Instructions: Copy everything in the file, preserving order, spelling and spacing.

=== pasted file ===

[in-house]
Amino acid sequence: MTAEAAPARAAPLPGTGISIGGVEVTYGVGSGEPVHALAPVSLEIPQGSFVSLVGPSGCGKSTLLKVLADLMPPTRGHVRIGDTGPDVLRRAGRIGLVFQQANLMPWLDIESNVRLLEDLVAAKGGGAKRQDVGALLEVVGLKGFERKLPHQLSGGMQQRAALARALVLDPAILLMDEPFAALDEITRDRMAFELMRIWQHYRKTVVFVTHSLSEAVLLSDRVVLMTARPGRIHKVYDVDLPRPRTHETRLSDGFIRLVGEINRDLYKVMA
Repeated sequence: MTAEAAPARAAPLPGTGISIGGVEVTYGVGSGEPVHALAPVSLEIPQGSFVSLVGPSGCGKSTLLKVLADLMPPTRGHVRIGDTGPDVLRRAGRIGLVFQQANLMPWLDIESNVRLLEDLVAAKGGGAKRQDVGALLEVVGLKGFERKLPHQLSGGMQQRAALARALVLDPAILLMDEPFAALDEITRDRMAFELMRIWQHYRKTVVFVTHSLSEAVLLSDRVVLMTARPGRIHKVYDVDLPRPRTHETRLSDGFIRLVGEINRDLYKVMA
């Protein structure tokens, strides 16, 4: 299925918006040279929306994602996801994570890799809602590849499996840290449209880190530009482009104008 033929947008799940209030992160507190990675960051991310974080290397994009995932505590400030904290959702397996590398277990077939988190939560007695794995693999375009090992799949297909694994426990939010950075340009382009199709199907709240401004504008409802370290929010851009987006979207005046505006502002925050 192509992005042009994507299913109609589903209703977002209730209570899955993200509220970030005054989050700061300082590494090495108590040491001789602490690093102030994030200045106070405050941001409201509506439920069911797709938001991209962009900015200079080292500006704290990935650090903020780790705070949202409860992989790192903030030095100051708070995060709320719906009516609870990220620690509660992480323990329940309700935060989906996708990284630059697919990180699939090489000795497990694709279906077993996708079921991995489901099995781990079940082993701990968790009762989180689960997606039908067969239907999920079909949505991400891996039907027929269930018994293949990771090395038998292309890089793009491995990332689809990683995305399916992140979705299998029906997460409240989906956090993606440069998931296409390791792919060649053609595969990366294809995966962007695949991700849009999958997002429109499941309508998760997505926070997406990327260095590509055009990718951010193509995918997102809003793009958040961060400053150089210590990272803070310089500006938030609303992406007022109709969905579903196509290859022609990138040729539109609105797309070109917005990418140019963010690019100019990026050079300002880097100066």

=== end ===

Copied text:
[in-house]
Amino acid sequence: MTAEAAPARAAPLPGTGISIGGVEVTYGVGSGEPVHALAPVSLEIPQGSFVSLVGPSGCGKSTLLKVLADLMPPTRGHVRIGDTGPDVLRRAGRIGLVFQQANLMPWLDIESNVRLLEDLVAAKGGGAKRQDVGALLEVVGLKGFERKLPHQLSGGMQQRAALARALVLDPAILLMDEPFAALDEITRDRMAFELMRIWQHYRKTVVFVTHSLSEAVLLSDRVVLMTARPGRIHKVYDVDLPRPRTHETRLSDGFIRLVGEINRDLYKVMA
Repeated sequence: MTAEAAPARAAPLPGTGISIGGVEVTYGVGSGEPVHALAPVSLEIPQGSFVSLVGPSGCGKSTLLKVLADLMPPTRGHVRIGDTGPDVLRRAGRIGLVFQQANLMPWLDIESNVRLLEDLVAAKGGGAKRQDVGALLEVVGLKGFERKLPHQLSGGMQQRAALARALVLDPAILLMDEPFAALDEITRDRMAFELMRIWQHYRKTVVFVTHSLSEAVLLSDRVVLMTARPGRIHKVYDVDLPRPRTHETRLSDGFIRLVGEINRDLYKVMA
């Protein structure tokens, strides 16, 4: 299925918006040279929306994602996801994570890799809602590849499996840290449209880190530009482009104008 033929947008799940209030992160507190990675960051991310974080290397994009995932505590400030904290959702397996590398277990077939988190939560007695794995693999375009090992799949297909694994426990939010950075340009382009199709199907709240401004504008409802370290929010851009987006979207005046505006502002925050 192509992005042009994507299913109609589903209703977002209730209570899955993200509220970030005054989050700061300082590494090495108590040491001789602490690093102030994030200045106070405050941001409201509506439920069911797709938001991209962009900015200079080292500006704290990935650090903020780790705070949202409860992989790192903030030095100051708070995060709320719906009516609870990220620690509660992480323990329940309700935060989906996708990284630059697919990180699939090489000795497990694709279906077993996708079921991995489901099995781990079940082993701990968790009762989180689960997606039908067969239907999920079909949505991400891996039907027929269930018994293949990771090395038998292309890089793009491995990332689809990683995305399916992140979705299998029906997460409240989906956090993606440069998931296409390791792919060649053609595969990366294809995966962007695949991700849009999958997002429109499941309508998760997505926070997406990327260095590509055009990718951010193509995918997102809003793009958040961060400053150089210590990272803070310089500006938030609303992406007022109709969905579903196509290859022609990138040729539109609105797309070109917005990418140019963010690019100019990026050079300002880097100066």